An Insider’s Critique of the War on Terror
Harvard law professor Jack Goldsmith will soon be offering up his own critical account of the Bush Administration’s post-9/11 legal justifications for the war on terror. Here’s the abstract of his forthcoming book, “The Terror Presidency: Law and Judgment Inside the Bush Administration,” courtesy of Amazon.com:
A central player’s account of the clash between the rule of law and the necessity of defending America.
Jack Goldsmith’s duty as head of the Office of Legal Counsel was to advise President Bush what he could and could not do…legally. Goldsmith took the job in October 2003 and began to review the work of his predecessors. Their opinions were the legal framework governing the conduct of the military and intelligence agencies in the war on terror, and he found many—especially those regulating the treatment and interrogation of prisoners—that were deeply flawed.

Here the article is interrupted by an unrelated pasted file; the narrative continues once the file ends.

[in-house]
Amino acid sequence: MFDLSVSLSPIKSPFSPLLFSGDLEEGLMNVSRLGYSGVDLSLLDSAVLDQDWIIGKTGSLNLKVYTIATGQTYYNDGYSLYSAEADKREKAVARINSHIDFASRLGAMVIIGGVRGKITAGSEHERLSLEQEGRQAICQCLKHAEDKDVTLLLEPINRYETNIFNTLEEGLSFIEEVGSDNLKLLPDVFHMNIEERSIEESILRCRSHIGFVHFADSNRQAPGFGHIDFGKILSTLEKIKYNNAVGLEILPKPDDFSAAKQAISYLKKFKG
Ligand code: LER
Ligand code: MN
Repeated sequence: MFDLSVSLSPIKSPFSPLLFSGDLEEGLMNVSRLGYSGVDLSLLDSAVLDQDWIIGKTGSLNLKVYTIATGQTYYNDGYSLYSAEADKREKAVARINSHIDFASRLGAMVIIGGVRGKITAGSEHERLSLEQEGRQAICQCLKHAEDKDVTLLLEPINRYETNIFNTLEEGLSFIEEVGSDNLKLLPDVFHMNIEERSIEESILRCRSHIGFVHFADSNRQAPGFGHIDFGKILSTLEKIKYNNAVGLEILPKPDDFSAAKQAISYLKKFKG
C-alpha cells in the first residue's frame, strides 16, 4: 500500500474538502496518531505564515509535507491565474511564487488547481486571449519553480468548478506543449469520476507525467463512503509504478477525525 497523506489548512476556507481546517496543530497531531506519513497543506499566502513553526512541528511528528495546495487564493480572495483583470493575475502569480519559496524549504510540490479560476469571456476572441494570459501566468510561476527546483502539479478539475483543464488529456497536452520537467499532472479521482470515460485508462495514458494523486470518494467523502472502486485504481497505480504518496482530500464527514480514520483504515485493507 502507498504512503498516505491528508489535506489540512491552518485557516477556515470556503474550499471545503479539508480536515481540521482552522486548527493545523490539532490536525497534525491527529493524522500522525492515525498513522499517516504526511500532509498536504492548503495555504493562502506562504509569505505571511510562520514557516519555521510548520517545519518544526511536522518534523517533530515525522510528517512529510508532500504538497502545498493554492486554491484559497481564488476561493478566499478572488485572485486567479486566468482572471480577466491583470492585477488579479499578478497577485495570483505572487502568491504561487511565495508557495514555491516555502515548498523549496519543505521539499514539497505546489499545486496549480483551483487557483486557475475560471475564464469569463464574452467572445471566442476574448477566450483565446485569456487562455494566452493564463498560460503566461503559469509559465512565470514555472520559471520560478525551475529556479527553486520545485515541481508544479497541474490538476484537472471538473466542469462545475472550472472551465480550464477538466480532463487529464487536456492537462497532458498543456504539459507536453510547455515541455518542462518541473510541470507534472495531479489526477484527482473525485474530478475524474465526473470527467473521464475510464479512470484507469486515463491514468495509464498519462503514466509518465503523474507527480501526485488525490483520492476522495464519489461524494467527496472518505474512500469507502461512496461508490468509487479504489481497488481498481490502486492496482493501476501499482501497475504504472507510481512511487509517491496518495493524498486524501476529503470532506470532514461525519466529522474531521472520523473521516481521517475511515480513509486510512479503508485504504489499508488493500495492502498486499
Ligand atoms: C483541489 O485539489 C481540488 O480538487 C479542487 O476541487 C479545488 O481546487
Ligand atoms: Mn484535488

Goldsmith is a conservative lawyer who understands the imperative of averting another 9/11. But his unflinching insistence that we abide by the law put him on a collision course with powerful figures in the administration. Goldsmith’s fascinating analysis of parallel legal crises in the Lincoln and Roosevelt administrations shows why Bush’s apparent indifference to human rights has damaged his presidency and, perhaps, his standing in history.
Should make for a fascinating, and no doubt controversial, read. Thanks to Peter Spiro over at Opinio Juris for calling this to my attention.